The latest example of a Religious Rightist using disaster theology to make others cower into doing as she demands, is Congressional candidate in Illinois’s 9th district, Susanne Atanus. The Arlington Heights, IL Daily Herald reports on what she said on the subject (WebCite cached article):

“I am a conservative Republican and I believe in God first,” Atanus said. She said she believes God controls the weather and has put tornadoes and diseases such as autism and dementia on earth as in response to gay rights and legalized abortions.

“God is angry. We are provoking him with abortions and same-sex marriage and civil unions,” she said. “Same-sex activity is going to increase AIDS. If it’s in our military it will weaken our military. We need to respect God.”

Yes, of course, Ms Atanus. Everything bad that ever happened in this world, was caused solely by vile, insolent, God-hating mortals who dared reject your deity and his ways. Why, of course! How could it possibly have been otherwise?

</sarcasm>

What you see here is the childishness typical of the fervent religionist. They dislike something, so they claim their God also hates it, and they cast about looking for things they can cite which, as they see it anyway, demonstrate his displeasure. What they haven’t done, and can never do, is to actually show this relationship using objective, verifiable evidence.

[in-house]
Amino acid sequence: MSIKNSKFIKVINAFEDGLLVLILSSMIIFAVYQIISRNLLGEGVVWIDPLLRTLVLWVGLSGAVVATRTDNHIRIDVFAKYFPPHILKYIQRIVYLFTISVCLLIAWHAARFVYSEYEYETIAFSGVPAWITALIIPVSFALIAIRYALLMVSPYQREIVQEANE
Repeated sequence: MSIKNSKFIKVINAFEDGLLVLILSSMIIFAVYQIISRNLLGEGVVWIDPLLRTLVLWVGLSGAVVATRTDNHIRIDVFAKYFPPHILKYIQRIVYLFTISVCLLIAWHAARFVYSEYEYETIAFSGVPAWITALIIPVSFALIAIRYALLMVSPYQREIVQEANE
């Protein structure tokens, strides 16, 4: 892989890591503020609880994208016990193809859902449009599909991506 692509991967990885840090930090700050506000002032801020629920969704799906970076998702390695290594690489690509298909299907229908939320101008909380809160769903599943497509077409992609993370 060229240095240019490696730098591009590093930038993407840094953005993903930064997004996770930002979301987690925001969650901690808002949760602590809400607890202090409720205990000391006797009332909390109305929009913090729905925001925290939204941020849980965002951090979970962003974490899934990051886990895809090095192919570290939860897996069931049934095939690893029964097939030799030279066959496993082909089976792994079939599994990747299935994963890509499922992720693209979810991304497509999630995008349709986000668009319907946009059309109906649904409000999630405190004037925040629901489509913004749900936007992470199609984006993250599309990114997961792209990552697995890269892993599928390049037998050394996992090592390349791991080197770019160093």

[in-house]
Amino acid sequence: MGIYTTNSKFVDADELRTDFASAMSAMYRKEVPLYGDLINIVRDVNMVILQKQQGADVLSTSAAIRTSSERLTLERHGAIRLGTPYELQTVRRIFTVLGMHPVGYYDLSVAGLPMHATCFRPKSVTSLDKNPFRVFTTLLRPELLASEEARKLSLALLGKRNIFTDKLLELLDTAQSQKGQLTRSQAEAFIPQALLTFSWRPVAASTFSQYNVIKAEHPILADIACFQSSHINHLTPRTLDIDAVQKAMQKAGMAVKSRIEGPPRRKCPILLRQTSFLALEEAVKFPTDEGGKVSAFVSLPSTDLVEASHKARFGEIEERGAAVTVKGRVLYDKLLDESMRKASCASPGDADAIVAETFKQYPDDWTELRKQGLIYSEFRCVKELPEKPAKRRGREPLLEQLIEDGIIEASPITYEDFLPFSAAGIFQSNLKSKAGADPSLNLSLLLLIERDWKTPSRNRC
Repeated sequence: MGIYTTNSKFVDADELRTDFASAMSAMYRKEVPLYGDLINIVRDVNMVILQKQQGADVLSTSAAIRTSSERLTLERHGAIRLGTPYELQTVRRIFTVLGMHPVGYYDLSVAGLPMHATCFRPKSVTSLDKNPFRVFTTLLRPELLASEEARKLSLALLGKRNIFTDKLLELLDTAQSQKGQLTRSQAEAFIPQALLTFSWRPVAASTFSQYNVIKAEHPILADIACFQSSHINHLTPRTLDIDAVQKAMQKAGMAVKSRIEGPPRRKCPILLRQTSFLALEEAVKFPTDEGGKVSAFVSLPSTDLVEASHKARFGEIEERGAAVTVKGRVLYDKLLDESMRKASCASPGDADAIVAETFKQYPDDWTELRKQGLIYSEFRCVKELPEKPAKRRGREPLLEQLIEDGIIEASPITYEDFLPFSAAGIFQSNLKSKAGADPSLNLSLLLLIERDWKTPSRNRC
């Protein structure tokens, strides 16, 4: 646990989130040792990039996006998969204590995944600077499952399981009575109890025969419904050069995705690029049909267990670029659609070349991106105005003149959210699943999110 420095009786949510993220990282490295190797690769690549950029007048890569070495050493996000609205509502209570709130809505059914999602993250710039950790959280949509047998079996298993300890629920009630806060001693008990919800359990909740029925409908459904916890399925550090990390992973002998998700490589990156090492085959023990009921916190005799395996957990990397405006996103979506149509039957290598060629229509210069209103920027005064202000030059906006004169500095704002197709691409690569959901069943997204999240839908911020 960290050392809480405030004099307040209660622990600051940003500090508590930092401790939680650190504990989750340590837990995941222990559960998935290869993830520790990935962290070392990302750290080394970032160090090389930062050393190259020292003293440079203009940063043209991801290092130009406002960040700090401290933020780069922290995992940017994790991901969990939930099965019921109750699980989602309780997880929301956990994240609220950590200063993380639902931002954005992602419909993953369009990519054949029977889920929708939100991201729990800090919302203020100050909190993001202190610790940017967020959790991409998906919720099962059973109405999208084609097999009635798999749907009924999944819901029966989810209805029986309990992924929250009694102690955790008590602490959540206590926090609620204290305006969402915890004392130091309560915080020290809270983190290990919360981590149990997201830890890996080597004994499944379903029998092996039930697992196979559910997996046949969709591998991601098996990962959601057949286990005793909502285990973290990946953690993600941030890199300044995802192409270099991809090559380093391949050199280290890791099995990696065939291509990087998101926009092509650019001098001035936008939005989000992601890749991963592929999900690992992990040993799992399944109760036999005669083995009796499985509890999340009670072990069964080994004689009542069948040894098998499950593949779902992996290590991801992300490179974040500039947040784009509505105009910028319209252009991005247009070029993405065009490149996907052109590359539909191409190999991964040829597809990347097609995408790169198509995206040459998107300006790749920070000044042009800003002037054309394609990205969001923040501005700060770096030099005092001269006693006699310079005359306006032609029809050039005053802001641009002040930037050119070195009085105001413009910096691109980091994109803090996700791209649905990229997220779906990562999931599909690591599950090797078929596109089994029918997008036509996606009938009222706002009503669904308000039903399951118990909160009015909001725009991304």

They also can’t or won’t explain how it makes sense for an almighty cosmic deity to try to send a message to humanity in such a way. Consider: if he really wanted to make clear that he despises gays and abortion, wouldn’t it make more sense for him to be more explicit and direct about it? Putting such a message in the sky, in enormous letters that don’t move with the wind, would certainly do the trick. Making some kids autistic and some of the elderly senile, and dispatching tornadoes to flatten some towns, don’t constitute a clear message.

Photo credit: Wikimedia Commons.

Tags: , , , , , , , , , , , , , , , , , , , , , , , , , , ,

Comments 1 Comment »

89 - Cry Baby!The nation’s Christianists have been whining and fuming for the last 5 years about Barack Obama’s election as president. They’ve made numerous accusations about him … such as that he’s a Kenyan citizen and not American, he’s a Marxist, a “secret Muslim,” a minion of the Muslim Brotherhood, and that he’s the Antichrist.

Although some Religious Right figures are willing to make statements of this sort openly, a lot have been more circumspect about it. They prefer to wink in the direction of such ideas rather than espouse them explicitly. It’s a kind of triangulation that maintains their appeal among angry, militant Rightists who genuinely believe in one of those insane Obama hypotheses, without appearing nutty, themselves, to the rest of us.

One Religious Rightist who recently decided to engage in this sort of triangulation, as the Religion News Service reports, is famed Texas megapastor Robert Jeffress (WebCite cached article):